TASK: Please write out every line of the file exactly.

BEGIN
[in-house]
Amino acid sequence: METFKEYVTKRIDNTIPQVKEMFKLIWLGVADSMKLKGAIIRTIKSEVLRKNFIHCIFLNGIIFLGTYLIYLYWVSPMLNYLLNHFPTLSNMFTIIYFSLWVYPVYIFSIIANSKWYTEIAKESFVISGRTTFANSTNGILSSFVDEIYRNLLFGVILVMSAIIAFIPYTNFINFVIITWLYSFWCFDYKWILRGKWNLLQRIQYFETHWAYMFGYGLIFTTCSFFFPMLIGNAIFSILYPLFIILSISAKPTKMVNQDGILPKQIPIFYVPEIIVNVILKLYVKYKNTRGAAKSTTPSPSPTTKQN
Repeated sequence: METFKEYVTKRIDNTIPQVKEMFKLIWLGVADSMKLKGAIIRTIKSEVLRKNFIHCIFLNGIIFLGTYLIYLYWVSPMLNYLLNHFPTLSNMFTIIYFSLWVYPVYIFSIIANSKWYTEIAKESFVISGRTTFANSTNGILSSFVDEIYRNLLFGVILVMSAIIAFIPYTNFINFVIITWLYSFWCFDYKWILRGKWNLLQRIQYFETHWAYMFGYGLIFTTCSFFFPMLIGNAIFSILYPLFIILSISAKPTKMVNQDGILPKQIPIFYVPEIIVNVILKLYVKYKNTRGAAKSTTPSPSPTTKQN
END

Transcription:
[in-house]
Amino acid sequence: METFKEYVTKRIDNTIPQVKEMFKLIWLGVADSMKLKGAIIRTIKSEVLRKNFIHCIFLNGIIFLGTYLIYLYWVSPMLNYLLNHFPTLSNMFTIIYFSLWVYPVYIFSIIANSKWYTEIAKESFVISGRTTFANSTNGILSSFVDEIYRNLLFGVILVMSAIIAFIPYTNFINFVIITWLYSFWCFDYKWILRGKWNLLQRIQYFETHWAYMFGYGLIFTTCSFFFPMLIGNAIFSILYPLFIILSISAKPTKMVNQDGILPKQIPIFYVPEIIVNVILKLYVKYKNTRGAAKSTTPSPSPTTKQN
Repeated sequence: METFKEYVTKRIDNTIPQVKEMFKLIWLGVADSMKLKGAIIRTIKSEVLRKNFIHCIFLNGIIFLGTYLIYLYWVSPMLNYLLNHFPTLSNMFTIIYFSLWVYPVYIFSIIANSKWYTEIAKESFVISGRTTFANSTNGILSSFVDEIYRNLLFGVILVMSAIIAFIPYTNFINFVIITWLYSFWCFDYKWILRGKWNLLQRIQYFETHWAYMFGYGLIFTTCSFFFPMLIGNAIFSILYPLFIILSISAKPTKMVNQDGILPKQIPIFYVPEIIVNVILKLYVKYKNTRGAAKSTTPSPSPTTKQN